Tender Buttons (Paperback)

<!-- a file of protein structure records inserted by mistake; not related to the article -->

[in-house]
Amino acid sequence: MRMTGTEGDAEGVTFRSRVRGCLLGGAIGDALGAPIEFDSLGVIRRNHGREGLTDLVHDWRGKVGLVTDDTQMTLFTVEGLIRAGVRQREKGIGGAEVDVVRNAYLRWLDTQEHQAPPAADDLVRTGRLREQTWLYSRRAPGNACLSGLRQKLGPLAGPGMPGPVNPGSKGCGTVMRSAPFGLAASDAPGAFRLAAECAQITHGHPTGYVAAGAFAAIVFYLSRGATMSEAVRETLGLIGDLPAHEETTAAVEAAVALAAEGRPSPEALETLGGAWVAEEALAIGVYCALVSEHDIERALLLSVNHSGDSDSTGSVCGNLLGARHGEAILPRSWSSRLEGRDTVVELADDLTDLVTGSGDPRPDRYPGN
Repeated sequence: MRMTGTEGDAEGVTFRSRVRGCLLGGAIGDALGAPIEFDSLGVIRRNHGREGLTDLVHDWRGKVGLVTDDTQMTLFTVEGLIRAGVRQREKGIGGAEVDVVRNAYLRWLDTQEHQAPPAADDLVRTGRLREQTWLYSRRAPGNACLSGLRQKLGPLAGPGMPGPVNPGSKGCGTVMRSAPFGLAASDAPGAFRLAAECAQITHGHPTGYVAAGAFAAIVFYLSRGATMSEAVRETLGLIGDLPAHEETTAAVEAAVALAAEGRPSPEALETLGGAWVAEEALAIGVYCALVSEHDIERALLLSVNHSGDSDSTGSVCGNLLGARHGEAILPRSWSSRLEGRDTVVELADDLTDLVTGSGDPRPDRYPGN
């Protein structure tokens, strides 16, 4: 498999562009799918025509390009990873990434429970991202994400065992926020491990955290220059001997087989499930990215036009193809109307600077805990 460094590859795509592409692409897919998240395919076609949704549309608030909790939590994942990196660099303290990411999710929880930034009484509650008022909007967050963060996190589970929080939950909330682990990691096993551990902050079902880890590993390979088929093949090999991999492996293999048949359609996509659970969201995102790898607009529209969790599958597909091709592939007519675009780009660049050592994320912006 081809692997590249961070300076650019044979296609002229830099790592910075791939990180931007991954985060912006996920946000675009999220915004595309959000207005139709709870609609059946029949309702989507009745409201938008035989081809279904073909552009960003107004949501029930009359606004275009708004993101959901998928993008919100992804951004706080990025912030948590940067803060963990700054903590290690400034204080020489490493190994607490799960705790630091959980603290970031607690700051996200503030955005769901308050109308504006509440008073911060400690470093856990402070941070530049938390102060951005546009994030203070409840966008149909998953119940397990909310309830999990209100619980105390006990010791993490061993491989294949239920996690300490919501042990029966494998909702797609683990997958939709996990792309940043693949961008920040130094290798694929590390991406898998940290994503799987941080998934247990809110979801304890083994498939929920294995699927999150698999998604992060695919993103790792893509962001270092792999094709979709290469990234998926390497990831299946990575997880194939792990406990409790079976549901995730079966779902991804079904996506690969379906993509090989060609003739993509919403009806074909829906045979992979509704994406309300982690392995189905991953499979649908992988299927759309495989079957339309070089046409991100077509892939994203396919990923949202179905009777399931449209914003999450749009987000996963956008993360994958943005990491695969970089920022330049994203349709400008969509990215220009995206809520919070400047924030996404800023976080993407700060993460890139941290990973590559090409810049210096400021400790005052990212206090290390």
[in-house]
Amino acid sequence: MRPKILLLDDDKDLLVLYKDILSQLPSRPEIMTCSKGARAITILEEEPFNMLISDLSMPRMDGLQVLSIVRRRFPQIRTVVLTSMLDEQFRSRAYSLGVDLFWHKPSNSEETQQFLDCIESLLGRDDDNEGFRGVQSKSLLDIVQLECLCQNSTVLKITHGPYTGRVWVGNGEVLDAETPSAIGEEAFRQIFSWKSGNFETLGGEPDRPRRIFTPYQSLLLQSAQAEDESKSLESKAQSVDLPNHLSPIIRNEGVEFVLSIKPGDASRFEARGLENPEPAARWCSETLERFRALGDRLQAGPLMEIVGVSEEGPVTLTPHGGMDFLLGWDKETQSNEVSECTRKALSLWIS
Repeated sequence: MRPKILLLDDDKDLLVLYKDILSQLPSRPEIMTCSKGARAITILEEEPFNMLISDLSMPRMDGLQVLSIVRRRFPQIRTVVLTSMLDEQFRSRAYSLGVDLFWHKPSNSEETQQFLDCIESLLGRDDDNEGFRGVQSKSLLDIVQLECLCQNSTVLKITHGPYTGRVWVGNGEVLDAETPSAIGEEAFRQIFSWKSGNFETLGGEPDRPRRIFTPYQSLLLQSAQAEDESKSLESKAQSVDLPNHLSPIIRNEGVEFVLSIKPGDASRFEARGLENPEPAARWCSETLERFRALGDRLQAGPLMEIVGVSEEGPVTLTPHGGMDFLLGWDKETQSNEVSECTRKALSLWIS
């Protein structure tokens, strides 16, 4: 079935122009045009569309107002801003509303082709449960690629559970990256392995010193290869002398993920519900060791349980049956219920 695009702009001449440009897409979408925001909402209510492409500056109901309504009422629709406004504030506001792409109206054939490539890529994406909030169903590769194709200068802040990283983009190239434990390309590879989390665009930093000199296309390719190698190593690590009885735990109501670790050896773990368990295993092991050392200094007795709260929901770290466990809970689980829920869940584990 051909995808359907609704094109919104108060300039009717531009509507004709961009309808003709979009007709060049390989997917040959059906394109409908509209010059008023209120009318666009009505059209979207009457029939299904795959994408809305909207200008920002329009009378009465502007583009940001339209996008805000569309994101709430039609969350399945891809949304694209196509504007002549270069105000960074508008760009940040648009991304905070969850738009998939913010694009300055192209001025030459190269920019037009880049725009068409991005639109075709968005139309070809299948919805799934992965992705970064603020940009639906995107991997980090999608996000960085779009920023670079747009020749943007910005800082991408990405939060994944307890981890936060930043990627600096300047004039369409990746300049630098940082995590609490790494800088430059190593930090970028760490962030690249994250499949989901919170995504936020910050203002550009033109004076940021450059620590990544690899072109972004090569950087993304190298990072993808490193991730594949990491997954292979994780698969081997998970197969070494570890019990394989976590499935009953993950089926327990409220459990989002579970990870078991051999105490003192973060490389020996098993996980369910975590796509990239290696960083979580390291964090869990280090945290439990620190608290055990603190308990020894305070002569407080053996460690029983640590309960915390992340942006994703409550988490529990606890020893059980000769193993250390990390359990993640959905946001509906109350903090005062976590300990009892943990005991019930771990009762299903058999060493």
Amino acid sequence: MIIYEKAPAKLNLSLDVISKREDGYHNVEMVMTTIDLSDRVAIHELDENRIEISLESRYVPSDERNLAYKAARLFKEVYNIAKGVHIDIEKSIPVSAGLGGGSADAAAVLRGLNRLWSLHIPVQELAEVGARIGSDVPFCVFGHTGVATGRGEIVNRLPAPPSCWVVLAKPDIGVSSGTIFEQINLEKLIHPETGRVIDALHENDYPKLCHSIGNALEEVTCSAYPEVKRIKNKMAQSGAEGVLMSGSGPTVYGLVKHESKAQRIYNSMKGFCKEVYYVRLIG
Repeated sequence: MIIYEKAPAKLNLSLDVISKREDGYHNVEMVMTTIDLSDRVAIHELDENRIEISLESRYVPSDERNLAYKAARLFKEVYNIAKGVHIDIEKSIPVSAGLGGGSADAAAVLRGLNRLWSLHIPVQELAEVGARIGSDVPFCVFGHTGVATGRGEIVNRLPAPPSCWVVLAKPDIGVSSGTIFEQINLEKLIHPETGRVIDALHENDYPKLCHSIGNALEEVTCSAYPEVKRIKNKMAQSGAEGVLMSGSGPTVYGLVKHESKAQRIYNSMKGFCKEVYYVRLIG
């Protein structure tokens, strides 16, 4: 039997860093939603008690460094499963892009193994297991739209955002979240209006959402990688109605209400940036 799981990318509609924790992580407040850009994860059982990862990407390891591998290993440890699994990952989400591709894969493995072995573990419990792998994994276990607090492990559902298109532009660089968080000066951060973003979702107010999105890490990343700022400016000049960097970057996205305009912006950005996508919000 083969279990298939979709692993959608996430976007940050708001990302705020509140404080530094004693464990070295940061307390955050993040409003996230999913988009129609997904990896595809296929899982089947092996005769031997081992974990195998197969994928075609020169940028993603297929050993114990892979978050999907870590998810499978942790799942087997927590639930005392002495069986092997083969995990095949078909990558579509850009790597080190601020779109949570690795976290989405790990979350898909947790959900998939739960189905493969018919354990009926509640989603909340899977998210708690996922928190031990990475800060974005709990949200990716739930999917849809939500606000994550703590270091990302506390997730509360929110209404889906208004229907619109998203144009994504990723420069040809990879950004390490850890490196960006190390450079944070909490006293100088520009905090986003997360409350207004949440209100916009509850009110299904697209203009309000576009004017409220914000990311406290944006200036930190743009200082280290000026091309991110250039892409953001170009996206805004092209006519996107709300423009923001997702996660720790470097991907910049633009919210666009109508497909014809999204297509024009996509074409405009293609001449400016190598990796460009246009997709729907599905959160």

Tender Buttons offers much of what we associate with the modernist Gertrude Stein of "rose is a rose is a rose" fame. Here Stein explores Objects, Food, and Rooms. Objects offers numerous short pieces ostensibly on various objects, Food involves longer "Studies in Description", and Rooms is one long section of description. What is one to make of it ? What one will. It is immediately clear what one is getting into. In the first section, A carafe, that is a blind glass Stein writes that it is: All this and not ordinary, not unordered in not resembling. The difference is spreading. And it only gets more ... complex from there. Yet there is some method to this seeming madness, and some beauty in the pleasure of the language. This is not your normal read -- not a pleasant fiction, not even clear descriptions. Stein forces ideas and different ways of seeing on her readers. It can be off-putting (especially in these impatient times, as such writing requires considerable more patience than most books), but there is something to it. "The teasing is tender and trying and thoughtful," seems to be a fine summary of the book. Not yet placing such a great emphasis on repetition there is a great deal of variety here. Much of it might strike one as bizarre (Salad: "It is a winning cake"), but Stein has a fine ear and a good sense of humour and this slim selection certainly has its enjoyable elements. A different kind of read it can certainly be recommended -- though readers should be aware of what they are getting themselves into.